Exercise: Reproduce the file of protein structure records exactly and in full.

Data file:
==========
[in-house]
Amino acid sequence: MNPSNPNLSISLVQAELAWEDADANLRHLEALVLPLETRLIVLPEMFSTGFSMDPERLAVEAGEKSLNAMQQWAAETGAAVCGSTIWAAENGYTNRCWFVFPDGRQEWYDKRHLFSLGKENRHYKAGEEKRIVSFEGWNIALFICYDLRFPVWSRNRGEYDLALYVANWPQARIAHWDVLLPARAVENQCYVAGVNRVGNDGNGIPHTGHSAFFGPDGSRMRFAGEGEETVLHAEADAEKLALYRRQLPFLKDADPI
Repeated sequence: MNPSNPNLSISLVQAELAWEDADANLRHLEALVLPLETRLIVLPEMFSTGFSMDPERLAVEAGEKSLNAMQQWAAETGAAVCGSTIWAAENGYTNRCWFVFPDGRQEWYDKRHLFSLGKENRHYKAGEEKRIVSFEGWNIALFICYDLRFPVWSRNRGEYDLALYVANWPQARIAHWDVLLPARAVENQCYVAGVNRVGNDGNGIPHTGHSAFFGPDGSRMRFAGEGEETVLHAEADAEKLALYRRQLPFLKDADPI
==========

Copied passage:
[in-house]
Amino acid sequence: MNPSNPNLSISLVQAELAWEDADANLRHLEALVLPLETRLIVLPEMFSTGFSMDPERLAVEAGEKSLNAMQQWAAETGAAVCGSTIWAAENGYTNRCWFVFPDGRQEWYDKRHLFSLGKENRHYKAGEEKRIVSFEGWNIALFICYDLRFPVWSRNRGEYDLALYVANWPQARIAHWDVLLPARAVENQCYVAGVNRVGNDGNGIPHTGHSAFFGPDGSRMRFAGEGEETVLHAEADAEKLALYRRQLPFLKDADPI
Repeated sequence: MNPSNPNLSISLVQAELAWEDADANLRHLEALVLPLETRLIVLPEMFSTGFSMDPERLAVEAGEKSLNAMQQWAAETGAAVCGSTIWAAENGYTNRCWFVFPDGRQEWYDKRHLFSLGKENRHYKAGEEKRIVSFEGWNIALFICYDLRFPVWSRNRGEYDLALYVANWPQARIAHWDVLLPARAVENQCYVAGVNRVGNDGNGIPHTGHSAFFGPDGSRMRFAGEGEETVLHAEADAEKLALYRRQLPFLKDADPI